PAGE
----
Domenic Recchia Thinks He Is ‘Winning This Race’

Despite recent missteps, Domenic Recchia said he will absolutely win his race against Michael Grimm.

Domenic Recchia just before DC 37 formally endorsed his congressional bid today. (Photo: Ross Barkan)
Domenic Recchia just before DC 37 formally endorsed his congressional bid today. (Photo: Ross Barkan)

Despite a series of missteps and new questions about whether he can ultimately unseat an indicted elected official, Domenic Recchia Jr. declared today that he is unequivocally “winning this race” for Congress.

“I am winning this race. We have the momentum, we are doing great in this district. People are excited,” Mr. Recchia told the Observer at an endorsement press conference in Manhattan.

“You’re right, Michael Grimm does have a 20-count indictment,” he said. “This race is about Domenic Recchia. It’s not about Michael Grimm. I was in this race two years ago because I knew I could beat Michael Grimm and I am going to win this race. 27 days [from now], you’ll see Domenic Recchia’s the winner.”

Mr. Recchia was in Manhattan to receive the endorsement of the largest municipal union, DC 37. Ironically, DC 37 has not shied away from backing indicted elected officials like State Senator Malcolm Smith, but union leaders said today their nod was only about Mr. Recchia and his record helping organized labor.

The union, despite its size, is not known to swing elections.

“It has nothing to do with the indictment of Michael Grimm. This endorsement is focused on the accomplishments of Domenic M. Recchia,” said Zita Allen, a spokeswoman for the union.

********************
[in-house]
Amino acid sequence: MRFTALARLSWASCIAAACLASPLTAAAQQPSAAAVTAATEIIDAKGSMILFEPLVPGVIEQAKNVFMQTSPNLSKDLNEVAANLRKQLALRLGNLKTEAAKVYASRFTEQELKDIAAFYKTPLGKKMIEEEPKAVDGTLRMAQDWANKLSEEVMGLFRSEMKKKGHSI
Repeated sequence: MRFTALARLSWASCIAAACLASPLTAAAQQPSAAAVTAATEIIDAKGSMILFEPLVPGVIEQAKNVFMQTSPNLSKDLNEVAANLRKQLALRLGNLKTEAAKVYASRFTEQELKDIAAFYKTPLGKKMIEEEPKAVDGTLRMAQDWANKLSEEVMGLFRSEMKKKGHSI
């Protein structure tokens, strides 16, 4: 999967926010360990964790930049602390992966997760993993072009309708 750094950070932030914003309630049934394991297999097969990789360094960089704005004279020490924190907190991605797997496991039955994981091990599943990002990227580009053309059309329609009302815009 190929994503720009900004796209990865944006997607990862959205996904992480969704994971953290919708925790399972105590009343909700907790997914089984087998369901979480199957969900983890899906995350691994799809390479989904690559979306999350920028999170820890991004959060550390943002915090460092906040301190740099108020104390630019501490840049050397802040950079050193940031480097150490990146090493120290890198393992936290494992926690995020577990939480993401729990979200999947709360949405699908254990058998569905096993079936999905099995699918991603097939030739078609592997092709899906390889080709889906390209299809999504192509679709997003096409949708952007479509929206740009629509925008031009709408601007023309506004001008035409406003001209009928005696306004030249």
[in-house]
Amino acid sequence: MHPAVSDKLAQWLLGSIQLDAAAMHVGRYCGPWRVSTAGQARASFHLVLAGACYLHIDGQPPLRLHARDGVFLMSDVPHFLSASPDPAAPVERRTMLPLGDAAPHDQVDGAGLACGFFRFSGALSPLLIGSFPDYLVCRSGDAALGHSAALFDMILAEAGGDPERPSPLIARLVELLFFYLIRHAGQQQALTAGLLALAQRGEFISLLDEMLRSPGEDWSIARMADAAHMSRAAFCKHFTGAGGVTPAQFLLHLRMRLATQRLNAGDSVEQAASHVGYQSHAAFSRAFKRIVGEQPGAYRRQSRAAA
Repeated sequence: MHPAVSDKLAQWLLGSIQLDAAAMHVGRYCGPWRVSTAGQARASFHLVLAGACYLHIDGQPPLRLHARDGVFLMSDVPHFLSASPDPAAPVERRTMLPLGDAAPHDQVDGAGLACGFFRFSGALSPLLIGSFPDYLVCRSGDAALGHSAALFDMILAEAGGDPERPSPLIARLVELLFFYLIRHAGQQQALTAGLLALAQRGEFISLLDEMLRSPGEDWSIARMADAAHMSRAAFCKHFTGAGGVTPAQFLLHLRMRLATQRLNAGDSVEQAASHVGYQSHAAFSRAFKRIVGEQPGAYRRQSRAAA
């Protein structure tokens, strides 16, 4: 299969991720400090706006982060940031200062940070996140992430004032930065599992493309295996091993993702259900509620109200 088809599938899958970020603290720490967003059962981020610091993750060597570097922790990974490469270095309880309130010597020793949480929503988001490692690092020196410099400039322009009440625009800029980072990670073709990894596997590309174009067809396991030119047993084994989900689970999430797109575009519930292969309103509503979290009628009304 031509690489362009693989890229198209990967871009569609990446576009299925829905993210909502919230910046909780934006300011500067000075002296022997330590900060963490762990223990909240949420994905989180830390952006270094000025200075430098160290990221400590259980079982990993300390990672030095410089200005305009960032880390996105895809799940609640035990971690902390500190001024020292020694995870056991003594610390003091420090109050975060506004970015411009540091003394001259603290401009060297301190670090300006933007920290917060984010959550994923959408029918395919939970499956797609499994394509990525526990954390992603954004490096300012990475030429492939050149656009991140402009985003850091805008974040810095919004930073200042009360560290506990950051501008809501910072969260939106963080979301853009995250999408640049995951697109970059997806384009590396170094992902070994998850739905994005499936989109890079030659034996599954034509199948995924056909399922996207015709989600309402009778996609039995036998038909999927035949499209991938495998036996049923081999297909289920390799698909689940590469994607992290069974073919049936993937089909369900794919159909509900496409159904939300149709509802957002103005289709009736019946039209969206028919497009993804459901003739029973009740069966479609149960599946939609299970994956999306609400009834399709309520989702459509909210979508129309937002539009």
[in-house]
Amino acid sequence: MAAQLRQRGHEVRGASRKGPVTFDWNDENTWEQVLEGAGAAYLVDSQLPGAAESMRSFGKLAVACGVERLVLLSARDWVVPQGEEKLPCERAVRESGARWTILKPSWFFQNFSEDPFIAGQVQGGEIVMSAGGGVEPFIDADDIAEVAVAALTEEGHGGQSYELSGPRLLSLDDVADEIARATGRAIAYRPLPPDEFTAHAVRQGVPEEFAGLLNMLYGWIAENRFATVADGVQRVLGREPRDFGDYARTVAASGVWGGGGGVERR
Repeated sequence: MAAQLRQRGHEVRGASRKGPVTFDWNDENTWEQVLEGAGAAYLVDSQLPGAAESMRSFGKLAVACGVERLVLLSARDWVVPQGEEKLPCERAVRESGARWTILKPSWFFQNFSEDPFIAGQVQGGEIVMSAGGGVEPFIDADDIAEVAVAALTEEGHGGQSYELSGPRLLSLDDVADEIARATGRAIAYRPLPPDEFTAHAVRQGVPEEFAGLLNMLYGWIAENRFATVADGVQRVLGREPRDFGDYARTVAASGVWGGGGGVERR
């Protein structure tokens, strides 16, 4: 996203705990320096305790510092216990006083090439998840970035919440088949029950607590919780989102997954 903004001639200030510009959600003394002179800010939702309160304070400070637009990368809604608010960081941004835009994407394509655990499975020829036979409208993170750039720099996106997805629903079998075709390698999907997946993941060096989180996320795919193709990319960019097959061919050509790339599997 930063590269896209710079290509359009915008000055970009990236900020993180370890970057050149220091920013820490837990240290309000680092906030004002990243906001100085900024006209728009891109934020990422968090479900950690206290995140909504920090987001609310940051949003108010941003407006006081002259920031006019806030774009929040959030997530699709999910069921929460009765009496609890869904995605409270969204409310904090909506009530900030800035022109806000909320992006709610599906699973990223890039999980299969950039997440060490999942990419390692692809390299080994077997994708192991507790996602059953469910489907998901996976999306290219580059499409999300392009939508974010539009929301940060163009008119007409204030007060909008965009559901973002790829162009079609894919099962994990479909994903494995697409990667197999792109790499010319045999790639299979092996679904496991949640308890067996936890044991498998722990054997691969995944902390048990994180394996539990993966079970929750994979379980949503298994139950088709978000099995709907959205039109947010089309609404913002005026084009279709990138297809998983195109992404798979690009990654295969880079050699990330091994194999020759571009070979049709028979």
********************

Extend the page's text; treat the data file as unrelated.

While Mr. Recchia, a Democrat and former Brooklyn councilman, has out-raised Republican Congressman Michael Grimm and racked up numerous endorsements, observers of the race for the Staten Island and Brooklyn-based district question whether he will be able to knock out the incumbent. In addition to facing an indictment related to his management of a Manhattan restaurant before he was elected to Congress, Mr. Grimm drew criticism for threatening a NY1 reporter on air–still, even with a shoestring campaign and negative headlines, Mr. Grimm is neck-and-neck with Mr. Recchia in polls, worrying local Democrats.

Though Mr. Grimm’s indictment appeared to seriously diminish his chances of winning re-election–national Republicans stopped pumping cash into his coffers and the nonpartisan Cook Political Report said a Recchia victory was likely–the ex-marine has aggressively defended his turf. In an off-year election, demographics also favor Mr. Grimm and he has sought to tie Mr. Recchia to Mayor Bill de Blasio, a liberal Democrat who is relatively unpopular in the district.

Mr. Recchia does appear to be running a far stronger race than the Democrat who challenged Mr. Grimm two years ago, Mark Murphy. Mr. Murphy rarely appeared on the campaign trail, baffling supporters.

Before Mr. Murphy took the plunge, Mr. Recchia contemplated a bid of his own. He declined that year to enter the race.

The election will be held November 4.

Domenic Recchia Thinks He Is ‘Winning This Race’